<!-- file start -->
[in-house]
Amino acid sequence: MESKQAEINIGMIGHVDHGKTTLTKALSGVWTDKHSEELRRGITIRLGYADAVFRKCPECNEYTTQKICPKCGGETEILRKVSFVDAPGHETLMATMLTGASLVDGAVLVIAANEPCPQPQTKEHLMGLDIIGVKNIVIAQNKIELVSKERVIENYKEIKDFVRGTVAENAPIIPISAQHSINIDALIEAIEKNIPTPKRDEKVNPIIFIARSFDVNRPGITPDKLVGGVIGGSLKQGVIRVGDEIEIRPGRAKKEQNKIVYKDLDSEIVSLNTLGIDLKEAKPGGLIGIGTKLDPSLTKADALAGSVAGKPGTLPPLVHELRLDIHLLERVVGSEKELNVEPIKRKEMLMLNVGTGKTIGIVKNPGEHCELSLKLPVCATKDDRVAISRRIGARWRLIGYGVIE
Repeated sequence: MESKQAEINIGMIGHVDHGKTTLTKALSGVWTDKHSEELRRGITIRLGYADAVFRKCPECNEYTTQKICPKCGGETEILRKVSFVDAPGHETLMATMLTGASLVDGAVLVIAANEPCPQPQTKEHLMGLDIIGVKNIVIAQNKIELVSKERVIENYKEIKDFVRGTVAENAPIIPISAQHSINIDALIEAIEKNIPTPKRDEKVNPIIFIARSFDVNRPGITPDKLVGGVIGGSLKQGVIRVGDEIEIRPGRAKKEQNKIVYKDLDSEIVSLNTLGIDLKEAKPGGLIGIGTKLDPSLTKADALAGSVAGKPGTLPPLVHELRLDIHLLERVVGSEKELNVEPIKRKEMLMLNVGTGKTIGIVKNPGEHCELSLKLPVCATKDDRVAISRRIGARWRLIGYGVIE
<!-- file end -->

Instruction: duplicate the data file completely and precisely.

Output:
[in-house]
Amino acid sequence: MESKQAEINIGMIGHVDHGKTTLTKALSGVWTDKHSEELRRGITIRLGYADAVFRKCPECNEYTTQKICPKCGGETEILRKVSFVDAPGHETLMATMLTGASLVDGAVLVIAANEPCPQPQTKEHLMGLDIIGVKNIVIAQNKIELVSKERVIENYKEIKDFVRGTVAENAPIIPISAQHSINIDALIEAIEKNIPTPKRDEKVNPIIFIARSFDVNRPGITPDKLVGGVIGGSLKQGVIRVGDEIEIRPGRAKKEQNKIVYKDLDSEIVSLNTLGIDLKEAKPGGLIGIGTKLDPSLTKADALAGSVAGKPGTLPPLVHELRLDIHLLERVVGSEKELNVEPIKRKEMLMLNVGTGKTIGIVKNPGEHCELSLKLPVCATKDDRVAISRRIGARWRLIGYGVIE
Repeated sequence: MESKQAEINIGMIGHVDHGKTTLTKALSGVWTDKHSEELRRGITIRLGYADAVFRKCPECNEYTTQKICPKCGGETEILRKVSFVDAPGHETLMATMLTGASLVDGAVLVIAANEPCPQPQTKEHLMGLDIIGVKNIVIAQNKIELVSKERVIENYKEIKDFVRGTVAENAPIIPISAQHSINIDALIEAIEKNIPTPKRDEKVNPIIFIARSFDVNRPGITPDKLVGGVIGGSLKQGVIRVGDEIEIRPGRAKKEQNKIVYKDLDSEIVSLNTLGIDLKEAKPGGLIGIGTKLDPSLTKADALAGSVAGKPGTLPPLVHELRLDIHLLERVVGSEKELNVEPIKRKEMLMLNVGTGKTIGIVKNPGEHCELSLKLPVCATKDDRVAISRRIGARWRLIGYGVIE